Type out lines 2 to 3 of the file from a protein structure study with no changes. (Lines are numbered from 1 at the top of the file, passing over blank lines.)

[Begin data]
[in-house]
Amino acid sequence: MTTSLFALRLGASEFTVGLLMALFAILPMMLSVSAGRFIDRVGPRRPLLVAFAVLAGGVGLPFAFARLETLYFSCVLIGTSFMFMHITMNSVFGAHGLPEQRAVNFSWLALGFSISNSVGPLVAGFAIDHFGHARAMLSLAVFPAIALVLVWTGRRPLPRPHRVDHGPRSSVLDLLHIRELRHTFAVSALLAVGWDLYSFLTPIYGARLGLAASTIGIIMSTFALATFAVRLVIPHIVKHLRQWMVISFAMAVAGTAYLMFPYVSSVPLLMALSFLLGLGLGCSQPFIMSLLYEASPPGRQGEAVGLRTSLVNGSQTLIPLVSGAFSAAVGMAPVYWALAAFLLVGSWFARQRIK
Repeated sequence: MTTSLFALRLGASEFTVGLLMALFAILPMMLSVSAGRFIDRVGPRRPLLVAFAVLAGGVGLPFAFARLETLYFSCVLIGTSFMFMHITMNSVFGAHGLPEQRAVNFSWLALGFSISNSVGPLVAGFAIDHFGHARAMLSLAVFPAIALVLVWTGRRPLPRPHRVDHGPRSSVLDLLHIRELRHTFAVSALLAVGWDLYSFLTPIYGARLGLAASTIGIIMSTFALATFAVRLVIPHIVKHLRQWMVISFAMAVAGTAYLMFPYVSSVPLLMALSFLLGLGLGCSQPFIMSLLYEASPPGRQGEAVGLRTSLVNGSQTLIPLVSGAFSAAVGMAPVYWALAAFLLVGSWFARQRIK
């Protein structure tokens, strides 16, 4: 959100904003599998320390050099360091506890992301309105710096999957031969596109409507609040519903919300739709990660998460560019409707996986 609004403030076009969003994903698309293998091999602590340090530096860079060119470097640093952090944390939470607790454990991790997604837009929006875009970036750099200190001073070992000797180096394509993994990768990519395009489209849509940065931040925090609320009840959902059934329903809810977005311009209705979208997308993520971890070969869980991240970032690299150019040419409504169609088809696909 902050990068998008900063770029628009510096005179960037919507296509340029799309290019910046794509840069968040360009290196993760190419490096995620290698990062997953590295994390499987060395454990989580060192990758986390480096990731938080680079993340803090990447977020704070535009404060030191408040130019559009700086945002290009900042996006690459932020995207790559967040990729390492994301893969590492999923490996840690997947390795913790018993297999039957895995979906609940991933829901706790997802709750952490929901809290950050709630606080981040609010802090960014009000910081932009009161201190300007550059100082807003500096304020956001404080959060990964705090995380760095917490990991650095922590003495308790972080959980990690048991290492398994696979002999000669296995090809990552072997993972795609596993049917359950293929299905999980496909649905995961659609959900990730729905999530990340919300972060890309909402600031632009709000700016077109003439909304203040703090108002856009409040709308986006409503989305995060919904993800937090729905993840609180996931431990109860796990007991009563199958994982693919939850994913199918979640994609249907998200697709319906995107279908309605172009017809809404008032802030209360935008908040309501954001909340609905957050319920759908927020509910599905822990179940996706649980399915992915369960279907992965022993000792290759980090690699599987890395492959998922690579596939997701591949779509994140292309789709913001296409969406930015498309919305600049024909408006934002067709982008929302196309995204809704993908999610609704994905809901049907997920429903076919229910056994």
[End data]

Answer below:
Amino acid sequence: MTTSLFALRLGASEFTVGLLMALFAILPMMLSVSAGRFIDRVGPRRPLLVAFAVLAGGVGLPFAFARLETLYFSCVLIGTSFMFMHITMNSVFGAHGLPEQRAVNFSWLALGFSISNSVGPLVAGFAIDHFGHARAMLSLAVFPAIALVLVWTGRRPLPRPHRVDHGPRSSVLDLLHIRELRHTFAVSALLAVGWDLYSFLTPIYGARLGLAASTIGIIMSTFALATFAVRLVIPHIVKHLRQWMVISFAMAVAGTAYLMFPYVSSVPLLMALSFLLGLGLGCSQPFIMSLLYEASPPGRQGEAVGLRTSLVNGSQTLIPLVSGAFSAAVGMAPVYWALAAFLLVGSWFARQRIK
Repeated sequence: MTTSLFALRLGASEFTVGLLMALFAILPMMLSVSAGRFIDRVGPRRPLLVAFAVLAGGVGLPFAFARLETLYFSCVLIGTSFMFMHITMNSVFGAHGLPEQRAVNFSWLALGFSISNSVGPLVAGFAIDHFGHARAMLSLAVFPAIALVLVWTGRRPLPRPHRVDHGPRSSVLDLLHIRELRHTFAVSALLAVGWDLYSFLTPIYGARLGLAASTIGIIMSTFALATFAVRLVIPHIVKHLRQWMVISFAMAVAGTAYLMFPYVSSVPLLMALSFLLGLGLGCSQPFIMSLLYEASPPGRQGEAVGLRTSLVNGSQTLIPLVSGAFSAAVGMAPVYWALAAFLLVGSWFARQRIK